I've been mulling over this post for a few weeks, so I was thinking about guilt when I read Shybiker's post about the lists people make of things they regret when on their deathbed. As most of you know, my mom died young - it was 7 years ago this past Valentine's Day. That taught me very well to make the most of my life and to stop letting fear hold me back, to do everything I want to do while I have the ability so that I don't regret not doing it later. It was also a big part of why I wanted to develop as much healthy self-confidence as I could, because she didn't have it, and honestly, that is a huge waste. (Now I just have to stop feeling guilty over not developing more confidence/not doing all the things I wanted sooner, right? Just kidding.) Anyway, here is part of the comment I left:

That's a pretty powerful list. I am always making myself feel guilty about something or other; sometimes I will pull something out of thin air to feel guilty about that is really not worth my energy. So I think some of the things I "regret" really aren't as huge as I think they are. But, in general, I do try to have as good of a balance between family, friends, work, self, etc. as I can. I feel like I am juggling a whole lot of balls, and I feel like those I care about (except for baby, of course!) suffer sometimes because I can't give 100% to everybody all the time. But I do my best, and as long as I do that, I shouldn't have any regrets.

Sounds nice, right? So why do I still allow myself to have regrets then? There is only so much I can do as one imperfect human being who is a wife, mom, daughter, niece, friend, employee, blogger, and all the other many roles I play in my life. I cannot be all things to all people all the time. So why do I let myself feel guilty for not being able to be superhuman? We can and should try to make the best balance as we can, but we aren’t always going to be able to give everyone/everything a perfectly equal piece of the pie.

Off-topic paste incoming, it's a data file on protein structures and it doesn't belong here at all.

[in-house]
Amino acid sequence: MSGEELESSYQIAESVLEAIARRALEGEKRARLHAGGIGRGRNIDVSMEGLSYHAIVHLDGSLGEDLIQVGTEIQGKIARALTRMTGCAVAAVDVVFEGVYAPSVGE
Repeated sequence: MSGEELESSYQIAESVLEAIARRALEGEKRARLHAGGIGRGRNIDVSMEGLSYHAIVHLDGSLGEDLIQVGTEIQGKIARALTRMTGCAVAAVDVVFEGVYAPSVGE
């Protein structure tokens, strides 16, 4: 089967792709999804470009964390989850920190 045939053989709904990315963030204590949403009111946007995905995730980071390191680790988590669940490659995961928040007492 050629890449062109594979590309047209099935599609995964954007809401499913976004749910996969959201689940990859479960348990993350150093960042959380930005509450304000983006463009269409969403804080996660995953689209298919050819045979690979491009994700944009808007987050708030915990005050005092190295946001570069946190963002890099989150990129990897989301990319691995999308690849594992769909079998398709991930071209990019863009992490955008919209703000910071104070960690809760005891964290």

As I've said many times before, I don't want to teach my daughter that she has to be perfect. I lived with that self-imposed drive most of my life - hmm, sounds like maybe I still do a bit, and it always leaves me tired, guilty, and never feeling enough. I want her to know it's okay to make mistakes sometimes. Every time I'm even slightly irritable at home with my husband or pets, I feel guilty and terrible. (I am even feeling guilty right now that I'm admitting I ever get irritable with them.) But you know what? When my daughter is older, she will learn that being irritable is normal sometimes and doesn't make you a bad person and that Mom apologizes if she hurts anyone's feelings. I think it's not so much the mistake you make as the way you handle it afterward. Did you learn from it? Will you do your best not to let it happen again? Okay, then let’s move on.

No one is perfect, no matter how awesome their life may appear on Facebook, so stop the insane treadmill drive to be perfect already. Just be the best you that you can be and let go of the rest.